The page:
The Needle

Diya Ciwan
Translated from the Kurdish by Clémence Scalbert-Yücel & Rinat Harel

So much, this needle has done!With her tiny body, she did the work of a plowshare.With her delicate tip, I sewed shutthe mouth of hunger,and buried destitution.She's my heavy weapon,sharper than a dagger,handier than big words.When she gleams in my handthe blood under my fingernail turns sweet.On my fabricshe ploughs the plains and the fallow land of life.With her shaft, I kohl my eyes.With her sharp end, I raise the pillar of life.If she drops out of sightI shall look for her, crying for help.For as long as there is light in my eyesI shall never leave her,or swap her for the Sword of Damascus. Diya Ciwan's poem, "Derzî"

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Diya Ciwan is one of Syrian Kurdistan’s most celebrated poets. She was born into a religious and intellectual family in Turkish Kurdistan in 1953. She married in Qamishli and moved with her family to Damascus in 1975. Her home became well-known for artistic and intellectual activities, and she started writing poetry in Kurdish in 1977. To support her family, she worked as a tailoress for forty years. But she has also always been politically active. She has been residing in Iraqi Kurdistan since 2012 where she has taken on an important role in the central committee of the Kurdish Democratic Party—Syria. She is also a member of the Committee of Supporting Syrian Women’s Issues. Diya Ciwan published nearly ten books in Kurdish, including short stories, folklore, and poetry. Her first poetry collection, Pélek ji Derya Kovanén Min (A Wave of Sea of My Sorrows) was published in Damascus in 1992, and her last collection Baran (Rain) was published in Duhok in 2017. Her poems are translated into Arabic, Turkish and Russian.

Translators for The Needle

Rinat Harel holds bachelor’s and master’s degrees in art and studied creative writing at Emerson College, where she received the 2015 Nonfiction Award. Currently a Ph.D. candidate in Creative Writing at the University of Exeter England, she is working on a collection of interlinked stories that revolve around life in Israel.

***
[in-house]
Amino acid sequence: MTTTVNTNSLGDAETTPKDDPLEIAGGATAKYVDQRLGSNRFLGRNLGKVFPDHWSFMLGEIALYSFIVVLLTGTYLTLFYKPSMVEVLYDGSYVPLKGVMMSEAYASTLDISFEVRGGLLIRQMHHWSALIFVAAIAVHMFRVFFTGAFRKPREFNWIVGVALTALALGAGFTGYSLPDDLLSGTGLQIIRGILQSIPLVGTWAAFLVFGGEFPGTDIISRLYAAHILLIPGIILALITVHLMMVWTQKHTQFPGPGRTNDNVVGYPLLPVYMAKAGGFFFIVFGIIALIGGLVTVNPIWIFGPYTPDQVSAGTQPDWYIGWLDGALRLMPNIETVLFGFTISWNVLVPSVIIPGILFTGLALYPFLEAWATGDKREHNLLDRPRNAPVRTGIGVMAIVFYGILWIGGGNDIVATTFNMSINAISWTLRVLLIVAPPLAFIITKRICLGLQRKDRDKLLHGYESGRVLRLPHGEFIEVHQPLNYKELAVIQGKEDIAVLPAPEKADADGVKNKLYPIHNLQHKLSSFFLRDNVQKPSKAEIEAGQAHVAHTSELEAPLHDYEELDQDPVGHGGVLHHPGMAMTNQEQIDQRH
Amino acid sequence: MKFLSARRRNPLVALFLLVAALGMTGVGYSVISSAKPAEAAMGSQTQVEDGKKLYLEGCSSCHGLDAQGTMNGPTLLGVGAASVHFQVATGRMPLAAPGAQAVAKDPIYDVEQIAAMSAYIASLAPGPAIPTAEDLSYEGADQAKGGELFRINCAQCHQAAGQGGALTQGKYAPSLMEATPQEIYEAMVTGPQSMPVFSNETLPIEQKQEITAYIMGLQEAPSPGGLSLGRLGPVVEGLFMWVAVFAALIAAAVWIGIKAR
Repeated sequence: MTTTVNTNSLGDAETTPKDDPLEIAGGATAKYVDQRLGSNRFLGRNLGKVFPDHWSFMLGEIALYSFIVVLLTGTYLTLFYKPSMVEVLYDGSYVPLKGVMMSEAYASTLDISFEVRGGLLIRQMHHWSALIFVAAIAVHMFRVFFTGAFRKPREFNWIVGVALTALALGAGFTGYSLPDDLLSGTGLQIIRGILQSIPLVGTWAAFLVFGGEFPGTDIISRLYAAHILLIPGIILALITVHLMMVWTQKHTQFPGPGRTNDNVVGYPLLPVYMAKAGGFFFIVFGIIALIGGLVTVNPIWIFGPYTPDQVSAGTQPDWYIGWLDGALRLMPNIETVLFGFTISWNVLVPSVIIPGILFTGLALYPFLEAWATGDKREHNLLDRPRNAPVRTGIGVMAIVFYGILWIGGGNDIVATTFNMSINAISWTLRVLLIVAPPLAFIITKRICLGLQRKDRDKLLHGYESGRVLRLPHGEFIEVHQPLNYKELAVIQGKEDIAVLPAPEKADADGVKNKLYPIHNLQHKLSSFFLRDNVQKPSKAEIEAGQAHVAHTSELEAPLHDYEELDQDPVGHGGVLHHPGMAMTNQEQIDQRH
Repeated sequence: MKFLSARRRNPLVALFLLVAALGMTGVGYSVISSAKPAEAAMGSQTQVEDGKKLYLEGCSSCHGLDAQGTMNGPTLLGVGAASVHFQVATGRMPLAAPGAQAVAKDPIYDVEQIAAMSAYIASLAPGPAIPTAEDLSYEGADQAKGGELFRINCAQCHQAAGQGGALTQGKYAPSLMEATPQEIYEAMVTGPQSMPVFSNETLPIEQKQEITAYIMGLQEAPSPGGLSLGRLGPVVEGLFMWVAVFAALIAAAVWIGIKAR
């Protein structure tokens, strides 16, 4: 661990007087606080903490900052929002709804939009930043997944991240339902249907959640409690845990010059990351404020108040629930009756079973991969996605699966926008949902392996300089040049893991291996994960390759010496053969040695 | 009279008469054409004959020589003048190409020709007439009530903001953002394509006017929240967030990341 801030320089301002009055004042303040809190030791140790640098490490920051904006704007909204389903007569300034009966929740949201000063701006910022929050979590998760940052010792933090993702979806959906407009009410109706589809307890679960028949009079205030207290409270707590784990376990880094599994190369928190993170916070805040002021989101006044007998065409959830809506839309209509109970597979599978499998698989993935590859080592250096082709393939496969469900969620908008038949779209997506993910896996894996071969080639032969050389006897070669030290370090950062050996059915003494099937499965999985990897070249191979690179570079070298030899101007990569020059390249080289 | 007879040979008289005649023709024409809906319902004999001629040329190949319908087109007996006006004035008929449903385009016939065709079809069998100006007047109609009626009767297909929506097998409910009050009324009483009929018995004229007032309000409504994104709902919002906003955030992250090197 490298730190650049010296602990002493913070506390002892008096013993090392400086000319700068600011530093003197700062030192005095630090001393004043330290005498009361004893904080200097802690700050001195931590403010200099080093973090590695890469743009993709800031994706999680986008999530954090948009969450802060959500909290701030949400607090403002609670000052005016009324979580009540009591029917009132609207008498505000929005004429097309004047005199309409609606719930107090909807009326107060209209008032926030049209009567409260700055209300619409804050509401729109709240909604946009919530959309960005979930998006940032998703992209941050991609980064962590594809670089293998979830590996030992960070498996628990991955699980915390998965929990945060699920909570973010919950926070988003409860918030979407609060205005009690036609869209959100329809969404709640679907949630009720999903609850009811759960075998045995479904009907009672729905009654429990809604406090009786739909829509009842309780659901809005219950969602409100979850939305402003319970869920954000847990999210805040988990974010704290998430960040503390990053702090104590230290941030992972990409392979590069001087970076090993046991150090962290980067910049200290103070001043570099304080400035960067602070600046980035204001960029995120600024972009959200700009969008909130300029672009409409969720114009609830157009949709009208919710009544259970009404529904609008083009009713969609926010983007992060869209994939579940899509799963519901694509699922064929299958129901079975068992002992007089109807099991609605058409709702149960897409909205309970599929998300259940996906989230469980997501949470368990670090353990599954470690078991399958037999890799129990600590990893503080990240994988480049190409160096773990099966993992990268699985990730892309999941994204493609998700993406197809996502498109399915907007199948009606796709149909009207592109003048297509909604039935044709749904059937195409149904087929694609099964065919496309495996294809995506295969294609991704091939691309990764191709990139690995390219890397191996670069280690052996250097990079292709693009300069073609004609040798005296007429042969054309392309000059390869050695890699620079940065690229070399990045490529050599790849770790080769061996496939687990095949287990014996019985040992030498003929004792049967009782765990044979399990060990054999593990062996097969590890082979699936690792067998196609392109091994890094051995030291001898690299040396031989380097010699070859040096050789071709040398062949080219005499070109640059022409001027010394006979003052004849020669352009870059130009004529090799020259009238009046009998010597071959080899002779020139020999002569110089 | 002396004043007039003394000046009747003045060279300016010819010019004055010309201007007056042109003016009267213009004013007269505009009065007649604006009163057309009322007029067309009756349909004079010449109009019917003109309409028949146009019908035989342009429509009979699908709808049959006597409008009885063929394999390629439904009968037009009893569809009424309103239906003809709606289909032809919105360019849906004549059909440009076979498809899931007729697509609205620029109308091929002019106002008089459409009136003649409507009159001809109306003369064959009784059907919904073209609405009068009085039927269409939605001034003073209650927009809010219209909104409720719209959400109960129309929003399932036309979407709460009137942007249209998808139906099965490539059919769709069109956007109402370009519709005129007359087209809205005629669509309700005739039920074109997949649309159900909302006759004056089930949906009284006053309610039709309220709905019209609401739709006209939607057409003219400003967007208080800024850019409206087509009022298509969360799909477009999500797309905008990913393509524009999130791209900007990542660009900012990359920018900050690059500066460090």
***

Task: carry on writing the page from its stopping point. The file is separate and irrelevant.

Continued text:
Clémence Scalbert Yücel holds a BA in Kurdish languages and civilisations (INALCO, Paris) and a PhD in human geography (Sorbonne-Paris IV). She has been a lecturer in Kurdish Studies at the Institute of Arab and Islamic Studies, University of Exeter since 2007. She has published extensively on Kurdish literature, Kurdish heritage, and cultural production in Turkey, including her monograph Langue, Littérature et engagement. Le champ littéraire kurde en Turquie – 1980-2010 (Paris, Petra, 2014). She is member of the editorial board of the European Journal of Turkish Studies.

"This beautiful and groundbreaking collection of English translations from Gorani, Sorani, Kurmanji, and Arabic was achieved through an innovative collaborative translation project in the Centre for Kurdish Studies, University of Exeter. From the nineteenth to the twenty-first century, it expresses women’s voices on politics, nationalism, gender, love, science, education, and everyday Kurdishness in memory, elegy, dream, and discourse."
—Regenia Gagnier FBA, author of Literatures of Liberalization: Global Circulation and the Long Nineteenth Century and editor, The Global Circulation Project

"The vivid image of love, lost, hope, beauty, desire, violence, pain, and suffering that are sketched in this book enchant and attract readers to enter into a more intimate lives of Kurdish women. In this exquisite collection of poems written by Kurdish women and translated into English for the first time, we are exposed to a more imaginative way of hearing Kurdish women’s voices. It is in the interstices of lived words and the lifeworld that Kurdish women poets candidly dream freedom and suggest ways to move beyond all forms of oppression and violence."
—Shahrzad Mojab, Professor, University of Toronto and the editor of Women of Non-State Nation: The Kurds.

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